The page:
| Introduction | 11/22 | 11/23 | 11/24 | 11/25 | 11/26 | 11/27 | 11/28 | 11/29 | Alfred C. Snider | Debate Central |
We boarded our plane and I made my way to the second to the last row where my seat was. All seats seemed to be full. We took off after midnight and I had a pleasant conversation with a fellow passenger who was bound for Chile to repair a giant mining machine in the northern desert area at a copper mine. I have long wanted to visit this region and I enjoyed hearing his impressions of it from his over twenty visits there. A fine meal (by airline standards) was served and I managed to avoid watching the several mediocre movies offered. It was hard to get comfortable and I was very tired, having been up since 4:00 AM.
I slept little but spent most of my time with my eyes closed listening to music on my iPod. I must have fallen asleep at some point because I woke up with no music playing (battery finally ran down) and things beginning to stir around me. I looked at the map display and realized that I was, once again, south of the equator, into a full half of the globe that I have visited so little. A small breakfast was served and it was welcome. I stood up for the first time in seven hours and managed to walk up and down the aisle in a partial attempt to stretch my legs.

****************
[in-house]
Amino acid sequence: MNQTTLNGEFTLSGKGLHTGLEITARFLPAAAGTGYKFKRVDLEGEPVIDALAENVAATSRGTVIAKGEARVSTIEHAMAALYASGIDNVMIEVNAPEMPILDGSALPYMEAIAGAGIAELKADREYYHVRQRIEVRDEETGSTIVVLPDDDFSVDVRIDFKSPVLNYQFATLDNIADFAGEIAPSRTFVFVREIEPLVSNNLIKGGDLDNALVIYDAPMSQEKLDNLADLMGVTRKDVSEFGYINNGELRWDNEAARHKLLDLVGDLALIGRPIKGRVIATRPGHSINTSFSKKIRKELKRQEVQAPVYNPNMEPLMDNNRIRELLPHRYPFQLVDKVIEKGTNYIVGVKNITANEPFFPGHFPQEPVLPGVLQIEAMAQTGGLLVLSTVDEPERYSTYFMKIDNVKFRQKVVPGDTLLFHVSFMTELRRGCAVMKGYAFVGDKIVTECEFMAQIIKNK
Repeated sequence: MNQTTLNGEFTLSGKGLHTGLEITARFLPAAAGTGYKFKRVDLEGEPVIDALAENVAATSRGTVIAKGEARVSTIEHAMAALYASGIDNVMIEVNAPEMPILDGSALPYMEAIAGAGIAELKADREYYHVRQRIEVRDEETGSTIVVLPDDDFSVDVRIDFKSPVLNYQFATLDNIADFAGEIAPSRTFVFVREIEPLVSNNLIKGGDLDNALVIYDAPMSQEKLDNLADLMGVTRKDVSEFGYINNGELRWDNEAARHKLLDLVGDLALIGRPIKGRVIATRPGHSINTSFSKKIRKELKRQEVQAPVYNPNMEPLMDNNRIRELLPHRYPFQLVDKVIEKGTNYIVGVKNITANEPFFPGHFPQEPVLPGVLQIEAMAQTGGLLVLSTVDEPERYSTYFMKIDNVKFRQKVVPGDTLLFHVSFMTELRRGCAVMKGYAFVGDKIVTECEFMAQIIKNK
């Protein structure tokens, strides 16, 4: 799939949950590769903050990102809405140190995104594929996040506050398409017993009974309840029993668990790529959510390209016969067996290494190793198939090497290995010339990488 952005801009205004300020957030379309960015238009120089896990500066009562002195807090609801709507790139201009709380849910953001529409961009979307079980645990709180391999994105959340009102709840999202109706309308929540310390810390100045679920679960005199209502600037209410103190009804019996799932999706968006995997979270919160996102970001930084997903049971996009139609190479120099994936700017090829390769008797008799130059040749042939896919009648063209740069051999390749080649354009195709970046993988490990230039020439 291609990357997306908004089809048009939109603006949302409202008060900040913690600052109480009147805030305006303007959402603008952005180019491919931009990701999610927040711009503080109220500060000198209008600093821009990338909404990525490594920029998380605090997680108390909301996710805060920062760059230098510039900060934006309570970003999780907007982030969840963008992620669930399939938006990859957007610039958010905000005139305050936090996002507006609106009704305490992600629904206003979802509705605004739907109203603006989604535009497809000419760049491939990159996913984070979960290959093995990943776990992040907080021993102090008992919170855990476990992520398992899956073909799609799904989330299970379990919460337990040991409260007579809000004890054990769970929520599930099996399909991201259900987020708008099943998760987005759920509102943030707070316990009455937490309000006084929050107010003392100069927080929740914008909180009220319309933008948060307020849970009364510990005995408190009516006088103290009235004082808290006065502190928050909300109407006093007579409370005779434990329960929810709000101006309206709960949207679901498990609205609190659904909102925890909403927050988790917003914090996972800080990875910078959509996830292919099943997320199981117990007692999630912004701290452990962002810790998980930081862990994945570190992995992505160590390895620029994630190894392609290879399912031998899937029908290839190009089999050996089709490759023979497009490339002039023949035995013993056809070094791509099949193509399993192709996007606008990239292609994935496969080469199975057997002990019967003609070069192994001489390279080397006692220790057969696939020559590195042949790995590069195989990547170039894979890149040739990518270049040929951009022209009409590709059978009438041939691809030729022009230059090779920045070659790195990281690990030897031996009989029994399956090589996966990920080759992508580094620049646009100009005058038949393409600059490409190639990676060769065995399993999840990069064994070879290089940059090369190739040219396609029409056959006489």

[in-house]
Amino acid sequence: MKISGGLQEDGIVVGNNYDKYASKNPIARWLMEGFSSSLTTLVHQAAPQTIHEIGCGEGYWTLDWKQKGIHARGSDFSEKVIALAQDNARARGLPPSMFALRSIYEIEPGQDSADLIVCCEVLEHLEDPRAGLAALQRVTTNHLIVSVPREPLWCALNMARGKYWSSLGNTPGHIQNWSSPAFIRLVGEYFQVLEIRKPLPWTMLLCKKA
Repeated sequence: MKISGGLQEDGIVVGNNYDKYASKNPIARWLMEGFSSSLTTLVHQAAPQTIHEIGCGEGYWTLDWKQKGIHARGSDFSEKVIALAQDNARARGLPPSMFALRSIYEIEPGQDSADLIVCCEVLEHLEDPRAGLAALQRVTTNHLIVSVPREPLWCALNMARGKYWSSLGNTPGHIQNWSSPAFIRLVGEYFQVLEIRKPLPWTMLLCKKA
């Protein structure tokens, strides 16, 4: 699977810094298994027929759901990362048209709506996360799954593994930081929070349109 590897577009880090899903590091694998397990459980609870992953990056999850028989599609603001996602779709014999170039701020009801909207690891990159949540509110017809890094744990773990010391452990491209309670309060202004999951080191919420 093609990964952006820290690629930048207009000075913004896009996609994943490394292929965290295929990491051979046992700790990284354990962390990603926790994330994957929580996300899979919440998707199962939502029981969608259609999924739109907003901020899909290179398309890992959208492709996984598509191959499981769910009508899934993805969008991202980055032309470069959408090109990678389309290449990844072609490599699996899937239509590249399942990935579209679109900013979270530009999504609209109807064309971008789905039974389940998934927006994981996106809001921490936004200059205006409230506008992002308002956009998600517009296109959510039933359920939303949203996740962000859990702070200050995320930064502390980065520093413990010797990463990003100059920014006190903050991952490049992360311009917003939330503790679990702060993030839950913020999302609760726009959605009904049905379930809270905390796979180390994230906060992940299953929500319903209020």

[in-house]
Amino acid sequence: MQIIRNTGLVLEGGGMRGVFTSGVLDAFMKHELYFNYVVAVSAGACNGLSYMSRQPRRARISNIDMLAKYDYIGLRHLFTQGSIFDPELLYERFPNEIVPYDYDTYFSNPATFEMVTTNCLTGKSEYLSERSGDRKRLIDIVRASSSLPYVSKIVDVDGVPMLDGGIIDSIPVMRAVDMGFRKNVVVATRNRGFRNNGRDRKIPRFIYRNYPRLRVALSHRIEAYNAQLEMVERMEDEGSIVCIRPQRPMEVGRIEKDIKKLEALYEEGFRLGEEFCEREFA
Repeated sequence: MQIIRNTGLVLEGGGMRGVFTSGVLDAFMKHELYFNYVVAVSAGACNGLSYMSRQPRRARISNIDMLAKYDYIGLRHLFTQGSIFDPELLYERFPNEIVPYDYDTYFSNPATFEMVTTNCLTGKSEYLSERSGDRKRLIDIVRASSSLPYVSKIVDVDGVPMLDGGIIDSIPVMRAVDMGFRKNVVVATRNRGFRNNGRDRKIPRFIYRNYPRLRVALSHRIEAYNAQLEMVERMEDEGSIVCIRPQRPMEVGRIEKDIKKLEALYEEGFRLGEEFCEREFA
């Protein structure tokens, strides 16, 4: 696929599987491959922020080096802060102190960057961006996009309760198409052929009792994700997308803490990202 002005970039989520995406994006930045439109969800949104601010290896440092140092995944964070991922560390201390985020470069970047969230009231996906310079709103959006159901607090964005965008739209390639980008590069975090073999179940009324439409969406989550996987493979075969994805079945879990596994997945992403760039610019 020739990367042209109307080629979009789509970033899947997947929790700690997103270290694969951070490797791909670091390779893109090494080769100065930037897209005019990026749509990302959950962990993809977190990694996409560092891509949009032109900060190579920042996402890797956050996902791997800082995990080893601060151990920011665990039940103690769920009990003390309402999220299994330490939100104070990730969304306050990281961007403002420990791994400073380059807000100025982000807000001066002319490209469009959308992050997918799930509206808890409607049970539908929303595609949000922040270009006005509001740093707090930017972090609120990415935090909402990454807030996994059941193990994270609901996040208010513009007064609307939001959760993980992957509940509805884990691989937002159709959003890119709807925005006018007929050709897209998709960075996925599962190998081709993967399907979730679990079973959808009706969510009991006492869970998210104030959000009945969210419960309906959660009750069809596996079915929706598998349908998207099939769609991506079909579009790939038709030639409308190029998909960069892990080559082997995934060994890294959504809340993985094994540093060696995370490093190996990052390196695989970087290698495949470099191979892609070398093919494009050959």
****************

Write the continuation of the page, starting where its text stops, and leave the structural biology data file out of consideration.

The beautiful vista of the Andes Mountains and the rugged Chilean countryside unfolded beneath me. Brown rocky crags were punctuated by green and fertile valleys and snow-capped mountaintops. We came closer to the ground and it was obviously a beautiful day in the Chilean capitol. We came in for a very stable landing and taxied to our gate.
I disembarked and soon found myself in a long line to pay my "reciprocity" fee, charged to Americans, Canadians, Mexicans, and Australians. Apparently all countries that charge Chileans considerable amounts to enter those nations are charged upon entry to Chile. The charge to Americans is $100, up from $45 when I last came. It was explained to me that the US embassy now charges $100 to apply for a visa to visit the USA and will not refund the money if a visa is denied, so the price had been raised. After standing in line for some twenty five minutes I determined that since I had visited two years earlier I had already paid this one time fee. Glad that I had saved the money and at least some time I headed straight for passport control. After a short wait I went to baggage claim and was delighted to find my bag had made it through our tight connection in Miami. I grabbed a cart (free in Chilean airports) and made my way to customs. Having nothing to declare I was waved through and proceeded out two large doors into the main concourse, to be met by a crush of people and about fifteen taxi drivers anxious to take me for a ride.